We’d always thought that it must take a solemn step to reach the Underworld, through a cleft rock, driven by love or fear, a plain and heavy coin in pocket to pay the dour ferryman. It takes twenty bucks from Baltimore and no serious passage of time. A woman nearby reads a coloring book, the man beside her shushing anyone who speaks. Twenty bucks and the time it takes to cross New Jersey’s famous, feral reek, the flame-lit tracts of refineries, watching mile markers decrement to the throat of stone we’d always known would open beneath the river. At Forty-Second St. and Eighth, one hundred prophets wait where I’ll descend from the smell of urine to the smell of older urine at the Port Authority Terminal. Other fictions told us of the host of milling pagan aides, warned us not to eat, or speak aloud our given names. One weak mythology elaborates a City of Regret, while in the city of my birth another boy I knew is dead for no reason better than the fact the earth moves continuously, so decreed by the distant deities of molten core and supernova, who no one gives a damn for in revenge. Even the truth is a story that makes no sense. Dear friend, whose photo sits atop a casket where your head is crushed; dear friend, I didn’t speak to for a decade and won’t again, you never missed me, and yours is not the first death I’ve spoken crassly of before I’d bow in upstate parlors with the bereft. My worst sin remains the theft of an orange from one of two large silver bowls in the foyer overfull with them. There was never any risk the dead would keep us. Another driver honors my return, then curses our way through Newark. I can tell he cares for nothing recognized as belief by riders with their want for story feeding small privations, who tap their unlit cigarettes three hours against their teeth, sing beneath their breath to the rats in the riddled box that shares their seat. Look at how I fit among them, friend, the man who weighs an orange on his palm, puts all his memories in little rooms the way we learned to commit the early cantos. I can’t tell a solemn step from the show I’ll later make of it. If there’s a City of Regret, we enter at the depot lot behind the stadium, emptied from one keening transport for a local bus and our regular lives, whose halting conduct takes no time to betray our fresh mnemonics, leaves the words we thought of soured in our mouths, the fruits we thought to carry puckered in our fists.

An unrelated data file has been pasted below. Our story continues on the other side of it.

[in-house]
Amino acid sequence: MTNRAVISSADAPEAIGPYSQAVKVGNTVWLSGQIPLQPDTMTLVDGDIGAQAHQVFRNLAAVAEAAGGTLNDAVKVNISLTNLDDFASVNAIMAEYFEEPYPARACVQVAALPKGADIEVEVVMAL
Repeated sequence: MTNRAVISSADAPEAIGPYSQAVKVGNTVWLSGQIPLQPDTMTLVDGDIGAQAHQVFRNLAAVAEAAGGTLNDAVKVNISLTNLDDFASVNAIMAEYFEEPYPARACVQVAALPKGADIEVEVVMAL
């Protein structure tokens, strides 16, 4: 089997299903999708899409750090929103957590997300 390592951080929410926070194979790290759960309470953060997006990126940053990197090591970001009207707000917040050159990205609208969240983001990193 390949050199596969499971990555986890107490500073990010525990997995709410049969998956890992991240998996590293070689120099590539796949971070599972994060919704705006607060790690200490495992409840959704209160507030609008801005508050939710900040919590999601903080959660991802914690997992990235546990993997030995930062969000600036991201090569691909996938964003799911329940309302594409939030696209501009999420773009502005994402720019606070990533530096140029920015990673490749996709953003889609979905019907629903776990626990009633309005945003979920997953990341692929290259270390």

-- Stephen Lackaye is the author of Self-Portrait in Dystopian Landscape (Unicorn Press, 2016), a finalist for the Oregon Book Award and an Eric Hoffer Prize. His poems can be found recently in Southern Review, Southern Indiana Review, The Shore, Radar Poetry, and Los Angeles Review. Stephen lives in Oregon, where he is a bookseller.